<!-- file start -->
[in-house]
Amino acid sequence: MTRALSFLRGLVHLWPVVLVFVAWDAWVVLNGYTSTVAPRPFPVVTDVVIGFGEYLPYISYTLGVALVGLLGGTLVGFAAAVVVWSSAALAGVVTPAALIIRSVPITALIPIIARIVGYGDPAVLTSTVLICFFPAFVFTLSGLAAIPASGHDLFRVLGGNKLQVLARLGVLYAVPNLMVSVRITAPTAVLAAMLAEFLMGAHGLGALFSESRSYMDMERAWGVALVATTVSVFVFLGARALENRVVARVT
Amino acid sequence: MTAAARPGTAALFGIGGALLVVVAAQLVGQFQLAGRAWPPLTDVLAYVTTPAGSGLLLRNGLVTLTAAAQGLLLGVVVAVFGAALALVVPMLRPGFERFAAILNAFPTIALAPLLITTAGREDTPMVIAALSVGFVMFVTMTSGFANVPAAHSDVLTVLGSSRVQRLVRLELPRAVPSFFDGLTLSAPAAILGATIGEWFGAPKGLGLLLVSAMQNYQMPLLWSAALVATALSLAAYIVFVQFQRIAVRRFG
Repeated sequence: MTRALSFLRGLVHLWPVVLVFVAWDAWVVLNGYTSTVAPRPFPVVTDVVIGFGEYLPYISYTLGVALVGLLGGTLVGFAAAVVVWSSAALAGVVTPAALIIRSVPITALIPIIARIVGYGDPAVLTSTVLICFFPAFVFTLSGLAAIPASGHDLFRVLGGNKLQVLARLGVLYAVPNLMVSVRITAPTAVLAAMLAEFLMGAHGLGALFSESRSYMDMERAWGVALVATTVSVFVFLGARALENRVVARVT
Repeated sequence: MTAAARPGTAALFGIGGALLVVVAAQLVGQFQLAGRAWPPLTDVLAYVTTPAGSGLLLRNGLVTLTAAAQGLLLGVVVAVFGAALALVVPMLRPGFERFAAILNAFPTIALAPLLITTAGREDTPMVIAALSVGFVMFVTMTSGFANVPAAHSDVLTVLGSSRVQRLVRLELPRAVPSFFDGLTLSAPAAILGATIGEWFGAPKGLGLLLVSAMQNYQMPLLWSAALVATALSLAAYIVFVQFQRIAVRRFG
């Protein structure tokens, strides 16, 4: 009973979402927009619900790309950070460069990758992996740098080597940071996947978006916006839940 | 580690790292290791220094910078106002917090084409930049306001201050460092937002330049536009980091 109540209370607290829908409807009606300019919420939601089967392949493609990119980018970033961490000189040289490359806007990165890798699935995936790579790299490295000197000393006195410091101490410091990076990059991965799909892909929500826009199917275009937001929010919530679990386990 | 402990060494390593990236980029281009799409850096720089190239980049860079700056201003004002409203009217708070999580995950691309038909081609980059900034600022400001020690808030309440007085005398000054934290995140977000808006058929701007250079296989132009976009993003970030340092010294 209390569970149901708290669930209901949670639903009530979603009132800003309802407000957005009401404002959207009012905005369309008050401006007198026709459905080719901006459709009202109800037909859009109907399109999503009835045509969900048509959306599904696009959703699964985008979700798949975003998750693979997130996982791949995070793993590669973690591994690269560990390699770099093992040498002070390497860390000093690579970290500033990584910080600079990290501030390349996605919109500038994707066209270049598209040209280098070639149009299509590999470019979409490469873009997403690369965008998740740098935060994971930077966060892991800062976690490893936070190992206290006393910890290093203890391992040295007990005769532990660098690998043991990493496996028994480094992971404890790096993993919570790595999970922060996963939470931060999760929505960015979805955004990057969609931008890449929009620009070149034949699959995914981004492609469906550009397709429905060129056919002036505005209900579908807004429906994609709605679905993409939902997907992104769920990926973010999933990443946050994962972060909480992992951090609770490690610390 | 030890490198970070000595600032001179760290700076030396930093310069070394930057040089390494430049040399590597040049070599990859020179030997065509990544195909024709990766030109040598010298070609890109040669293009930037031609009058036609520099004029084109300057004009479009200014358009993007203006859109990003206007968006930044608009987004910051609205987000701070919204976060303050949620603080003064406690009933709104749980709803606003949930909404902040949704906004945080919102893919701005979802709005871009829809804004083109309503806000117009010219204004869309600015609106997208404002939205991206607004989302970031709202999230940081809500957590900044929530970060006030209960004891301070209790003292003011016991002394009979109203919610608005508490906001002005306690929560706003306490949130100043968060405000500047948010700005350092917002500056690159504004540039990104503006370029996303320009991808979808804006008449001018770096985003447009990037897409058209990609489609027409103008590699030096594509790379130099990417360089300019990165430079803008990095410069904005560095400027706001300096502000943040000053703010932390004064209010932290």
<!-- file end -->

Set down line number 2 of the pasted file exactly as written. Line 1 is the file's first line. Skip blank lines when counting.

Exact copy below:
Amino acid sequence: MTRALSFLRGLVHLWPVVLVFVAWDAWVVLNGYTSTVAPRPFPVVTDVVIGFGEYLPYISYTLGVALVGLLGGTLVGFAAAVVVWSSAALAGVVTPAALIIRSVPITALIPIIARIVGYGDPAVLTSTVLICFFPAFVFTLSGLAAIPASGHDLFRVLGGNKLQVLARLGVLYAVPNLMVSVRITAPTAVLAAMLAEFLMGAHGLGALFSESRSYMDMERAWGVALVATTVSVFVFLGARALENRVVARVT